Officials in many New York communities have already passed laws to keep high-volume hydraulic fracturing outside of their limits. But the bans and moratoriums have raised a big question: if the state ultimately allows high-volume fracking, will the local protections survive?
Ultimately, the courts will decide the matter. In fact, earlier this year a judge upheld a ban in the town of Dryden (see this article in Businessweek), which was encouraging to fracking critics and some local-level government leaders.
This uncertainty over land-use restrictions and fracking isn’t unique to New York. Pennsylvania is several years into a shale gas drilling boom, but it’s still sorting out a variety of laws and regulations, including the issue of local fracking restrictions or bans. In one very pertinent example, a Pennsylvania court overturned a state law banning local limits on fracking. A Brookings Institute blog post puts the land-use questions into context:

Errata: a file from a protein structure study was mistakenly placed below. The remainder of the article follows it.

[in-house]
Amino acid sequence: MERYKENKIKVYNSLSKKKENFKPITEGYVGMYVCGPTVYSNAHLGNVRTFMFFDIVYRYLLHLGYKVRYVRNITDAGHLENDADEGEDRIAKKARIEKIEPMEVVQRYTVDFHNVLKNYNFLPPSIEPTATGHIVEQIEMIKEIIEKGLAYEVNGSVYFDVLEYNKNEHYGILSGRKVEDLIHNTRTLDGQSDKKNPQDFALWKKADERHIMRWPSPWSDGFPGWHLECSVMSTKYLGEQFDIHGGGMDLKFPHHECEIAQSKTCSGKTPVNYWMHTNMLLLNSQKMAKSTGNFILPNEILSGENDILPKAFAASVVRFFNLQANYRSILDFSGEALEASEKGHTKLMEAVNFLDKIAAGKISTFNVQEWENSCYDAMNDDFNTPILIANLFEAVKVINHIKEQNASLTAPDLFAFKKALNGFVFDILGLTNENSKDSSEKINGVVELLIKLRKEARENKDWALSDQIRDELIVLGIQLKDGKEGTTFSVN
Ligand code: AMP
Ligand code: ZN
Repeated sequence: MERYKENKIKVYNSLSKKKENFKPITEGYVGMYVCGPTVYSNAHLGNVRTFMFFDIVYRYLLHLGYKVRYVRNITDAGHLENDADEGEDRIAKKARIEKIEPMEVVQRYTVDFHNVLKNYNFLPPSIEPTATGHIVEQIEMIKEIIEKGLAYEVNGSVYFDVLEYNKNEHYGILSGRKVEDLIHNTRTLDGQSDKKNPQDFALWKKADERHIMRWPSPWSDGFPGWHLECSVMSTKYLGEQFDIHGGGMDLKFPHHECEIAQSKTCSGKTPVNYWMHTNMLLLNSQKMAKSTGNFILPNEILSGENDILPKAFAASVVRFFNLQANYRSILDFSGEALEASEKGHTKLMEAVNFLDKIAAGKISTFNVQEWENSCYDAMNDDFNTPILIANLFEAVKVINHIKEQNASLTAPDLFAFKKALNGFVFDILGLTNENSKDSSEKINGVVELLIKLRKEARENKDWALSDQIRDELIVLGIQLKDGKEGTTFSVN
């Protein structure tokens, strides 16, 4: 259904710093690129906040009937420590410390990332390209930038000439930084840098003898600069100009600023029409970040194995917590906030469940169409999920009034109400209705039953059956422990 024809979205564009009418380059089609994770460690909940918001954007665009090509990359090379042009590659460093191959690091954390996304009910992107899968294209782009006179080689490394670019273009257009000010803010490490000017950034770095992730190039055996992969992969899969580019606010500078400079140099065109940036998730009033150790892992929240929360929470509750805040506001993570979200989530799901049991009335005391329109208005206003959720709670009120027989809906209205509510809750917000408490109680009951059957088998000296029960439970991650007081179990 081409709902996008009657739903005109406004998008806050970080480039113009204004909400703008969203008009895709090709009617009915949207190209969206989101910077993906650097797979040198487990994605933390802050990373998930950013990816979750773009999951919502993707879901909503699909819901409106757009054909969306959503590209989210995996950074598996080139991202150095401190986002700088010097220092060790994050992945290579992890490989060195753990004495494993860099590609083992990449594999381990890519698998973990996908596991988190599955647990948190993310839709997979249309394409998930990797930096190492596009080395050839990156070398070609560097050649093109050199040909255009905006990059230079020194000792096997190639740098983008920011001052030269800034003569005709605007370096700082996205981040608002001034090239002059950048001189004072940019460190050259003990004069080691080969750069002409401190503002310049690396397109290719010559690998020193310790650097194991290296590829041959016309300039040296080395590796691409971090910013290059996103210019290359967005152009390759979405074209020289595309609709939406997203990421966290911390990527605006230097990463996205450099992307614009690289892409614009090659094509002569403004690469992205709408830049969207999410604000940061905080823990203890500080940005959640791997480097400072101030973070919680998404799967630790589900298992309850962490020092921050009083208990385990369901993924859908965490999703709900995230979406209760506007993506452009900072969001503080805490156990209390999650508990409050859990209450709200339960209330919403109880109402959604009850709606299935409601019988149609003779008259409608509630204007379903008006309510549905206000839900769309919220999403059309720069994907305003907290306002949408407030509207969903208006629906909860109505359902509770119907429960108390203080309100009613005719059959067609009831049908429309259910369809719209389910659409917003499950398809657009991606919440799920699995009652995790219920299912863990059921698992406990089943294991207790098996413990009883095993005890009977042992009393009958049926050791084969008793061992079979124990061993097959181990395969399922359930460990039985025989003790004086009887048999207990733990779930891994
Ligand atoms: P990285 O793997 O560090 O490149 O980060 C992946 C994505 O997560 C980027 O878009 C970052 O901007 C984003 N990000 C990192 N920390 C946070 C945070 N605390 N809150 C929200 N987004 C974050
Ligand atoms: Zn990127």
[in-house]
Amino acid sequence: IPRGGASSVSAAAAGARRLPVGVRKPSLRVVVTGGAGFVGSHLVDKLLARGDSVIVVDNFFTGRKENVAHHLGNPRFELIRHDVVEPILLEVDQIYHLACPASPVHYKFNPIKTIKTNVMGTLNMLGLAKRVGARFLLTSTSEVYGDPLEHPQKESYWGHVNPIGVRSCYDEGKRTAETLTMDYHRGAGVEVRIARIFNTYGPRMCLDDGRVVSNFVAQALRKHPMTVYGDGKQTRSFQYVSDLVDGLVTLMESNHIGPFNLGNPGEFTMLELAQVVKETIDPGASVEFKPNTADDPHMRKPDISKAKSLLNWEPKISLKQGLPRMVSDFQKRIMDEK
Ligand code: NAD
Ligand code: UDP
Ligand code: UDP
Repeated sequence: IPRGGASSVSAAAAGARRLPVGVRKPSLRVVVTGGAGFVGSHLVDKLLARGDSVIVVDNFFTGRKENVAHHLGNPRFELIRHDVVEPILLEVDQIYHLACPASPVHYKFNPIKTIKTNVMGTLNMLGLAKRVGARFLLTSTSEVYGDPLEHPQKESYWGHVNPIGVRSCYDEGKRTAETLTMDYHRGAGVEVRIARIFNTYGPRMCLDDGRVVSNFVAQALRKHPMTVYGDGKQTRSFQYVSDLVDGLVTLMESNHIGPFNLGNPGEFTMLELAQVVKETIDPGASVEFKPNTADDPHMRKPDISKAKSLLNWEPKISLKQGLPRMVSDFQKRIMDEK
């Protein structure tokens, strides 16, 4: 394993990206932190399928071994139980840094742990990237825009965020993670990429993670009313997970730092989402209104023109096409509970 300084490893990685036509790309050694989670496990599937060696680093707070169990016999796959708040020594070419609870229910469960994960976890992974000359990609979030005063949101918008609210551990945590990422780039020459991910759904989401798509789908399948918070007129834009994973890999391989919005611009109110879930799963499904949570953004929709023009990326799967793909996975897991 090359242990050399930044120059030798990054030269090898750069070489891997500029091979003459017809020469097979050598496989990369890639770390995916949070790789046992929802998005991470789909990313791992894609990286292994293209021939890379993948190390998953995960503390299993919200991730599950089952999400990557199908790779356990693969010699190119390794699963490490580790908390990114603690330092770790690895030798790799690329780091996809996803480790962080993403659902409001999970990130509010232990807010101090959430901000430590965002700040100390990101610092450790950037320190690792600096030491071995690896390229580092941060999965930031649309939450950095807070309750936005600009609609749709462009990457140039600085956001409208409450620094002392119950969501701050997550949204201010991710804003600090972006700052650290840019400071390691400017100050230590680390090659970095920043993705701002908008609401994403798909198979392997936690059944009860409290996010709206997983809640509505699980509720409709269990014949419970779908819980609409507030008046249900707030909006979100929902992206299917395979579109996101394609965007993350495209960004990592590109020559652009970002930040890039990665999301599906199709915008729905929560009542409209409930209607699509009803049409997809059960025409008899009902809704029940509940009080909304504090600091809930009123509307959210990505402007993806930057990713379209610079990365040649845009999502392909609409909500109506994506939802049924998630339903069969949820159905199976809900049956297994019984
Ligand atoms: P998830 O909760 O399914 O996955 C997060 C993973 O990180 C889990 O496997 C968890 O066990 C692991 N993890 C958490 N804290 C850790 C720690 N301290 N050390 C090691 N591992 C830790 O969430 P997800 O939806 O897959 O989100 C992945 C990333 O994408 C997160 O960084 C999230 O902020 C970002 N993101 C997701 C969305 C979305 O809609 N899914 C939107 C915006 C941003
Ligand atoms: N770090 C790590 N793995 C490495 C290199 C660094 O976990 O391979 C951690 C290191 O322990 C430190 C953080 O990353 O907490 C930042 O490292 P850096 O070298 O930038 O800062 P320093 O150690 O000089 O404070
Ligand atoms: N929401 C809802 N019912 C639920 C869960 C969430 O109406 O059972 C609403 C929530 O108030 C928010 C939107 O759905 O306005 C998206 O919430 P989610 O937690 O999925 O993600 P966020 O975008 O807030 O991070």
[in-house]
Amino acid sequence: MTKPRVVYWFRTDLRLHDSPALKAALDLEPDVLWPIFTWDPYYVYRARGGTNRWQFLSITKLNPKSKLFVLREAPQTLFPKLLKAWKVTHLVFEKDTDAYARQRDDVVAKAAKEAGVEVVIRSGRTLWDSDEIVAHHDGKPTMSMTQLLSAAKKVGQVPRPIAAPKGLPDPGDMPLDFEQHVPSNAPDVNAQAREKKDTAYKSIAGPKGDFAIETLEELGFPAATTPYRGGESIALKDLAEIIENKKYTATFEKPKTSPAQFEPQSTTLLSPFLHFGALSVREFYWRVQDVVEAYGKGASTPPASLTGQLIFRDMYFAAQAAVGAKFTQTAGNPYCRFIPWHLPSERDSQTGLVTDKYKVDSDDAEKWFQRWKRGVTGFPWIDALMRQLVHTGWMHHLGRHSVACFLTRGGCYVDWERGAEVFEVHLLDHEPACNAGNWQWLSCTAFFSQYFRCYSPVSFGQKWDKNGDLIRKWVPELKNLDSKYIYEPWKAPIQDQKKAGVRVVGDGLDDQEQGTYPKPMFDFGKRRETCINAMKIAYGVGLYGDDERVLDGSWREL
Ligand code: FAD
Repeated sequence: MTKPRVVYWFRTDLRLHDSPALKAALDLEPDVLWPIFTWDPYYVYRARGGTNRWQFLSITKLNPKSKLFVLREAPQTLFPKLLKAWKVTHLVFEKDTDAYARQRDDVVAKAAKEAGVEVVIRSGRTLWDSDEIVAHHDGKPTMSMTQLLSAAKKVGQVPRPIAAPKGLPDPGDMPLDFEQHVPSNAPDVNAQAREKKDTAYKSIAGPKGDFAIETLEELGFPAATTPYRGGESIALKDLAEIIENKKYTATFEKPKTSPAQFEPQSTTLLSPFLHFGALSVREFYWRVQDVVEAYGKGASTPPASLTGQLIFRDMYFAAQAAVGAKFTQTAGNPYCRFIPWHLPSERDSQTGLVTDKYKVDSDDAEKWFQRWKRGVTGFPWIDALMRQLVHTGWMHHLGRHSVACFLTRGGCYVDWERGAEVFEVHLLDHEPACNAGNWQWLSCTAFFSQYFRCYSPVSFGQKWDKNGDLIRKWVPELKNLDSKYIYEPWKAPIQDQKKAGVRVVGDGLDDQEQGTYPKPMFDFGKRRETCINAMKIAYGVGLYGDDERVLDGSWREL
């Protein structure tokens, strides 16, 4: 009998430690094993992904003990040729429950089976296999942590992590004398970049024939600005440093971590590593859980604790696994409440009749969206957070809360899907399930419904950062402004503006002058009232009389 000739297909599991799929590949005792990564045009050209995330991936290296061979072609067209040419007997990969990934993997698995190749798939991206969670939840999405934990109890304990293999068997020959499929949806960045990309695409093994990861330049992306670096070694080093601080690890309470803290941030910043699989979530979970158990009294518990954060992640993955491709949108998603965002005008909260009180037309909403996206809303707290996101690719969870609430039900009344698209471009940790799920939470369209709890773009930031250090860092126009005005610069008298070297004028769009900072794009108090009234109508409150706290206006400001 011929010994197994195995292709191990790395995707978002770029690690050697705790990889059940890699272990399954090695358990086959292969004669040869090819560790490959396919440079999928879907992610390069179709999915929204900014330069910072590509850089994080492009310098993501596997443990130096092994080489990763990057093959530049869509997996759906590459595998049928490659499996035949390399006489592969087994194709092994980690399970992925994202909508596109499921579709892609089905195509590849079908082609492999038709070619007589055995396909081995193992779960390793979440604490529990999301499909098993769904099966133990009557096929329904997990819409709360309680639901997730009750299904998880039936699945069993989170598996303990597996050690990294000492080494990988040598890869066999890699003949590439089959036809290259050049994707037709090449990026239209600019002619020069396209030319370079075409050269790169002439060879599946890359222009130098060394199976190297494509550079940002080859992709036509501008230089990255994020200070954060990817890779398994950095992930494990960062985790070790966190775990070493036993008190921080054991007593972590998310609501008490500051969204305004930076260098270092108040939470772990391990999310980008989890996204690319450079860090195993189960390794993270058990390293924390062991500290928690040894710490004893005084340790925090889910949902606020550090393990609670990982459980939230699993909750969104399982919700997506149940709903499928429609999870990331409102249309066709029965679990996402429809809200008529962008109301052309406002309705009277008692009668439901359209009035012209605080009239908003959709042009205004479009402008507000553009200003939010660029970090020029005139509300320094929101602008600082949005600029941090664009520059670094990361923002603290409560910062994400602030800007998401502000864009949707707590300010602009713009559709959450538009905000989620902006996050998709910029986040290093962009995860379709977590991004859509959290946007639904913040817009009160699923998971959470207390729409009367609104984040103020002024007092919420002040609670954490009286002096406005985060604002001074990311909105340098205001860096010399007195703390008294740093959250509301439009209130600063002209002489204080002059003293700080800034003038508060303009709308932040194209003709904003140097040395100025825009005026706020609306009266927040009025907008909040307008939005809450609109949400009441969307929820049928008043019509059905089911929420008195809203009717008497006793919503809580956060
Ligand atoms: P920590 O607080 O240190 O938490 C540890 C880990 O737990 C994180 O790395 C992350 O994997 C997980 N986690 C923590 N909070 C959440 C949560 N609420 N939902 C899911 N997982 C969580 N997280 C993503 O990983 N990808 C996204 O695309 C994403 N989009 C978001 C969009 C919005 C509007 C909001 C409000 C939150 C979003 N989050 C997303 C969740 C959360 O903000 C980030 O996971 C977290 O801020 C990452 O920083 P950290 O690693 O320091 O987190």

“This [Pennsylvania] ruling serves as a reminder that few governance issues are as contentious as governmental battles over land-use decisions,” says the post. “Federal and state policies that restrict land-use preferences have routinely been assaulted by waves of litigation, many aiming to return authority to private and local hands.”
The post also says that the fracking-related land-use debates happening in New York and Pennsylvania are likely to go national.